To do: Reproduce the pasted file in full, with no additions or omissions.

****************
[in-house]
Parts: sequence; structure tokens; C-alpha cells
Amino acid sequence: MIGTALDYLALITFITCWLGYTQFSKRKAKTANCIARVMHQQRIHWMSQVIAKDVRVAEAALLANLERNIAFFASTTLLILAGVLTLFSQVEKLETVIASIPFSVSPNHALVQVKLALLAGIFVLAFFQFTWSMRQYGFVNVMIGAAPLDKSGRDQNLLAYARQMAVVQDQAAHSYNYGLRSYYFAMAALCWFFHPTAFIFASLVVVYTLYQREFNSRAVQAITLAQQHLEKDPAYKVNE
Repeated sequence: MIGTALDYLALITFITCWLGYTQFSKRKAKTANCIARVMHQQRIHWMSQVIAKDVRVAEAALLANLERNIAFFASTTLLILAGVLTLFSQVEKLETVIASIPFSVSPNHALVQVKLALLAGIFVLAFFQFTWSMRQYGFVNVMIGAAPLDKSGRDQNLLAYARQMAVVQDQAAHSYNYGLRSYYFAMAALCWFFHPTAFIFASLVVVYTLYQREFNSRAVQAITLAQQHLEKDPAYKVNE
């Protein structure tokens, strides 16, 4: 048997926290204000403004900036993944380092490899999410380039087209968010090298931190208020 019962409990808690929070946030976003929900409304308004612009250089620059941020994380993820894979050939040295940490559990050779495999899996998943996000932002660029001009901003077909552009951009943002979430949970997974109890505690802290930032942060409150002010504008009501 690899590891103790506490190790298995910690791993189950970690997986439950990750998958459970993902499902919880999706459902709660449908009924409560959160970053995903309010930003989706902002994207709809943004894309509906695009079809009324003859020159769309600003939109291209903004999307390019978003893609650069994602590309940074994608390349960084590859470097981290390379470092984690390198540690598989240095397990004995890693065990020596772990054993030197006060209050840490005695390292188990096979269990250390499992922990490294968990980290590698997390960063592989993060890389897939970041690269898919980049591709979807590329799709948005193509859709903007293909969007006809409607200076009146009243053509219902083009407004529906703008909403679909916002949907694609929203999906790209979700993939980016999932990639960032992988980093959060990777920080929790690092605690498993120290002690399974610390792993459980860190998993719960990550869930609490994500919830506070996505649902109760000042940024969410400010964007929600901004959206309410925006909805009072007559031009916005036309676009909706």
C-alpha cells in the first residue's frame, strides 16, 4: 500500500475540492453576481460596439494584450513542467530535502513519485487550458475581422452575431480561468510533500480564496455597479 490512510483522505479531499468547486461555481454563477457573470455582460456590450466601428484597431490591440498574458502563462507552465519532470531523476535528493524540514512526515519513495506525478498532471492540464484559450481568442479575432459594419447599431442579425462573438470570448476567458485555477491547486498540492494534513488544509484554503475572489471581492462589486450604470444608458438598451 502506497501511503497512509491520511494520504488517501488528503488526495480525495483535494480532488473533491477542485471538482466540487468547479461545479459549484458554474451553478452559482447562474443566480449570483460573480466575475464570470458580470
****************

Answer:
[in-house]
Parts: sequence; structure tokens; C-alpha cells
Amino acid sequence: MIGTALDYLALITFITCWLGYTQFSKRKAKTANCIARVMHQQRIHWMSQVIAKDVRVAEAALLANLERNIAFFASTTLLILAGVLTLFSQVEKLETVIASIPFSVSPNHALVQVKLALLAGIFVLAFFQFTWSMRQYGFVNVMIGAAPLDKSGRDQNLLAYARQMAVVQDQAAHSYNYGLRSYYFAMAALCWFFHPTAFIFASLVVVYTLYQREFNSRAVQAITLAQQHLEKDPAYKVNE
Repeated sequence: MIGTALDYLALITFITCWLGYTQFSKRKAKTANCIARVMHQQRIHWMSQVIAKDVRVAEAALLANLERNIAFFASTTLLILAGVLTLFSQVEKLETVIASIPFSVSPNHALVQVKLALLAGIFVLAFFQFTWSMRQYGFVNVMIGAAPLDKSGRDQNLLAYARQMAVVQDQAAHSYNYGLRSYYFAMAALCWFFHPTAFIFASLVVVYTLYQREFNSRAVQAITLAQQHLEKDPAYKVNE
């Protein structure tokens, strides 16, 4: 048997926290204000403004900036993944380092490899999410380039087209968010090298931190208020 019962409990808690929070946030976003929900409304308004612009250089620059941020994380993820894979050939040295940490559990050779495999899996998943996000932002660029001009901003077909552009951009943002979430949970997974109890505690802290930032942060409150002010504008009501 690899590891103790506490190790298995910690791993189950970690997986439950990750998958459970993902499902919880999706459902709660449908009924409560959160970053995903309010930003989706902002994207709809943004894309509906695009079809009324003859020159769309600003939109291209903004999307390019978003893609650069994602590309940074994608390349960084590859470097981290390379470092984690390198540690598989240095397990004995890693065990020596772990054993030197006060209050840490005695390292188990096979269990250390499992922990490294968990980290590698997390960063592989993060890389897939970041690269898919980049591709979807590329799709948005193509859709903007293909969007006809409607200076009146009243053509219902083009407004529906703008909403679909916002949907694609929203999906790209979700993939980016999932990639960032992988980093959060990777920080929790690092605690498993120290002690399974610390792993459980860190998993719960990550869930609490994500919830506070996505649902109760000042940024969410400010964007929600901004959206309410925006909805009072007559031009916005036309676009909706």
C-alpha cells in the first residue's frame, strides 16, 4: 500500500475540492453576481460596439494584450513542467530535502513519485487550458475581422452575431480561468510533500480564496455597479 490512510483522505479531499468547486461555481454563477457573470455582460456590450466601428484597431490591440498574458502563462507552465519532470531523476535528493524540514512526515519513495506525478498532471492540464484559450481568442479575432459594419447599431442579425462573438470570448476567458485555477491547486498540492494534513488544509484554503475572489471581492462589486450604470444608458438598451 502506497501511503497512509491520511494520504488517501488528503488526495480525495483535494480532488473533491477542485471538482466540487468547479461545479459549484458554474451553478452559482447562474443566480449570483460573480466575475464570470458580470